It looks like you're using an Ad Blocker.
Please white-list or disable AboveTopSecret.com in your ad-blocking tool.
Some features of ATS will be disabled while you continue to use an ad-blocker.
(visit the link for the full news article)
Next week, Iraqi officials plan a welcome-back party for Big Oil.
The government intends to auction off oil contracts to foreign companies for the first time since Iraq nationalized its oil industry more than three decades ago. If all goes according to plan in the first round, foreign oil companies will move in to help Iraq revive production at six developed fields that have suffered from years of war and neglect.
The man behind the plan, Oil Minister Hussain al-Shahristani, appeared before parliament on Tuesday, where some lawmakers questioned the legality of the proposed contracts and what they called favorable terms for the foreign companies. But the auction appears to have sufficient political support to go ahead on schedule, and Mr. Shahristani and other government officials vowed to plow ahead.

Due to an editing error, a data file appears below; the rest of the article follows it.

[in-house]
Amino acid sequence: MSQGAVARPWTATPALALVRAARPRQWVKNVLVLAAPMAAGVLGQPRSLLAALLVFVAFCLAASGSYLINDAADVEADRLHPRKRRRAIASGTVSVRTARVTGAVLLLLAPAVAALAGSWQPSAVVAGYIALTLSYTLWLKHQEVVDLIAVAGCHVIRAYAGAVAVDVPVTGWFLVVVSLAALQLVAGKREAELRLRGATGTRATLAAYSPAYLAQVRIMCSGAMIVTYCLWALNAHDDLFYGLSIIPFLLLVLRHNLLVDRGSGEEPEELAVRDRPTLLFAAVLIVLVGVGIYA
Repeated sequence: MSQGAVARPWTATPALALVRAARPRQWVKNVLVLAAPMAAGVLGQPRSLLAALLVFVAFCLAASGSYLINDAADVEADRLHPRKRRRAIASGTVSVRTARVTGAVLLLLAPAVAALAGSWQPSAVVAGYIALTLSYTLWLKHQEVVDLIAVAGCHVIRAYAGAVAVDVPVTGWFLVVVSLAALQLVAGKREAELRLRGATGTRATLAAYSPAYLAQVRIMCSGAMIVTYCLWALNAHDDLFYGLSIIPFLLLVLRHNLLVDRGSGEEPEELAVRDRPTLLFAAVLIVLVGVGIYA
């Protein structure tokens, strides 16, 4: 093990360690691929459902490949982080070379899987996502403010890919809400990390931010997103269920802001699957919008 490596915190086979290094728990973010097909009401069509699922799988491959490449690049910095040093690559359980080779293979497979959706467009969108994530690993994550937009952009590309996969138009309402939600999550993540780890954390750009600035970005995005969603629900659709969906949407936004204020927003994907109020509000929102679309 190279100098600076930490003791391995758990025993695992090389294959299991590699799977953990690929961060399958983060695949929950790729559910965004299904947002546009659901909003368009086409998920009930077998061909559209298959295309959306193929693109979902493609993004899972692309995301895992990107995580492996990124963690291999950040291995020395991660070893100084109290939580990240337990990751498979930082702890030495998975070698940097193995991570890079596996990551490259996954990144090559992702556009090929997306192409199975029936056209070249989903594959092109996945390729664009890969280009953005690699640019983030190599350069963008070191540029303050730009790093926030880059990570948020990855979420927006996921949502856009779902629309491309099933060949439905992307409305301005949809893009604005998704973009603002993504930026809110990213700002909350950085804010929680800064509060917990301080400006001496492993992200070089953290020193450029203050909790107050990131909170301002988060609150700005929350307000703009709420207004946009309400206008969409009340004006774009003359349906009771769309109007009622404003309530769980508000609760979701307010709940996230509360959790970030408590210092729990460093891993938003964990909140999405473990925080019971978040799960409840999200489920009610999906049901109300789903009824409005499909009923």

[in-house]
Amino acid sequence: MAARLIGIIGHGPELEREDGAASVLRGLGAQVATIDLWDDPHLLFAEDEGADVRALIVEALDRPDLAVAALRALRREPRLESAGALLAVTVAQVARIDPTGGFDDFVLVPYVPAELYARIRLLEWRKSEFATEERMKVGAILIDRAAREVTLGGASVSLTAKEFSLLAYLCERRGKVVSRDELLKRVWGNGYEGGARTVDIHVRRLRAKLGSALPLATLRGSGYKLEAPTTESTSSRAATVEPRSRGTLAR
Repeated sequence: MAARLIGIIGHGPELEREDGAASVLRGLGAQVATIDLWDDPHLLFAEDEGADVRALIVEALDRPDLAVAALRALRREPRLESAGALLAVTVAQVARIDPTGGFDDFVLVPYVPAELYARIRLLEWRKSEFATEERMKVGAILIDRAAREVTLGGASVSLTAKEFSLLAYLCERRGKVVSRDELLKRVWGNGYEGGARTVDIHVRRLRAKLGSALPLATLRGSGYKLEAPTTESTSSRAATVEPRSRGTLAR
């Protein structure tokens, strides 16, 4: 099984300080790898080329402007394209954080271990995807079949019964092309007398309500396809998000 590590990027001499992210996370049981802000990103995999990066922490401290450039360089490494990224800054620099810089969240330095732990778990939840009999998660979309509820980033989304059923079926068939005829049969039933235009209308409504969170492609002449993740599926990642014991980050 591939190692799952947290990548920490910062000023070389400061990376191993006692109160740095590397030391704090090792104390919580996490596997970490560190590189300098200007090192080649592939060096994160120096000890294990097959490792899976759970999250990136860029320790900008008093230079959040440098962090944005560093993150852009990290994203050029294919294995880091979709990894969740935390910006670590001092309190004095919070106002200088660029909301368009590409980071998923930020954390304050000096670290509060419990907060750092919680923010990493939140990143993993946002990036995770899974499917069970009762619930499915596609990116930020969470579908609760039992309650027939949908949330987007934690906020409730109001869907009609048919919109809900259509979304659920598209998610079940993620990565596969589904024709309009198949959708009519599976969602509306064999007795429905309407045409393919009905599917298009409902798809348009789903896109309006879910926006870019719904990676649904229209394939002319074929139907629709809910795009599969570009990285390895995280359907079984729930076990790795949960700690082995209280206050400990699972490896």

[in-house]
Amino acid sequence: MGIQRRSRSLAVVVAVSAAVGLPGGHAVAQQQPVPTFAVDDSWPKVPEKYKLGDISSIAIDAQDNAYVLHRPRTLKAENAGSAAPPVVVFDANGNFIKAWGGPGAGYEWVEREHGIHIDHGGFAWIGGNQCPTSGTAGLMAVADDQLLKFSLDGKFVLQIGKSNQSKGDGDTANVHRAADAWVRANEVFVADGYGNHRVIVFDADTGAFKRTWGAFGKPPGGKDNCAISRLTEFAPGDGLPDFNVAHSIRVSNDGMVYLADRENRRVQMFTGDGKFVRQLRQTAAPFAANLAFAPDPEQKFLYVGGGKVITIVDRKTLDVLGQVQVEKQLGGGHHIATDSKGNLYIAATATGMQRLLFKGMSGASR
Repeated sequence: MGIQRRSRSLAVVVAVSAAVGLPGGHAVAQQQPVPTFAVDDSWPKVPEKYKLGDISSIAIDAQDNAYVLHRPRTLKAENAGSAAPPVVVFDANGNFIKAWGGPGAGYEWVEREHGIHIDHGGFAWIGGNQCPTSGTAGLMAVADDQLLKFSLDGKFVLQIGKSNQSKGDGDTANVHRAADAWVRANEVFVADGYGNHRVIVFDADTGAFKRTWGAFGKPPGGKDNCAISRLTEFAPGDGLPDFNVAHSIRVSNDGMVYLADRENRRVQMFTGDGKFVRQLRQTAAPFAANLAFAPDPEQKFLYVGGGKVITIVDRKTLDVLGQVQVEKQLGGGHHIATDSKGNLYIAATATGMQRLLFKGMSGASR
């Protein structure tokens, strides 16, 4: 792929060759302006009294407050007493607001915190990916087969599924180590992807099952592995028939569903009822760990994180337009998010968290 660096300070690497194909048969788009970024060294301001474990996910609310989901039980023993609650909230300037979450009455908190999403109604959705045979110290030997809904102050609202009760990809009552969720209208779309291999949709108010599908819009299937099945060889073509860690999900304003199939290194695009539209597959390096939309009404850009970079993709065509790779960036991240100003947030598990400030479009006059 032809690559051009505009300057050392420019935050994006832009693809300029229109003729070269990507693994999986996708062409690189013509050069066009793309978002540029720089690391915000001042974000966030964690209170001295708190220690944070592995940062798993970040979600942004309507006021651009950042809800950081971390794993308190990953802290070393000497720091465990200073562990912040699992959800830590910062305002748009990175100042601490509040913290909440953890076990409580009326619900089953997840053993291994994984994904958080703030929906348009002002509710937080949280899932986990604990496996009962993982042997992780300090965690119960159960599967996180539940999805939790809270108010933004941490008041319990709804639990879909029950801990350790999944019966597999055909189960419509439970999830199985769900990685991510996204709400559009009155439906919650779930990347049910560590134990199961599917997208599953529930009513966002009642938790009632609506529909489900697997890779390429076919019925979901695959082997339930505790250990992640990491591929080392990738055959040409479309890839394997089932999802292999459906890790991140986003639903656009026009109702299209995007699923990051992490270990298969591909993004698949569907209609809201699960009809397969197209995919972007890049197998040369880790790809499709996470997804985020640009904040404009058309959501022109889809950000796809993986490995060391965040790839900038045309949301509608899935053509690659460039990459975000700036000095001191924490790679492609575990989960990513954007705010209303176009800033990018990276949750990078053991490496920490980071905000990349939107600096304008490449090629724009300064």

Some 120 companies expressed interest in bidding for the contracts at the June 29 and 30 auction, according to the oil ministry. Thirty-five companies qualified to bid, including Exxon Mobil Corp., Royal Dutch Shell PLC, Italy's Eni SpA, Russia's Lukoil and China Petroleum & Chemical Corp., or Sinopec. The six oil fields at stake are believed to hold reserves of more than 43 billion barrels. Foreigners won't get the most prized piece of the action -- ownership stakes in the reserves -- but will be paid fees for ramping up output.
"We're talking about a huge volume of crude flowing through their system for the companies who win the bids," says Samuel Ciszuk, IHS Global Insight's Middle East Energy analyst.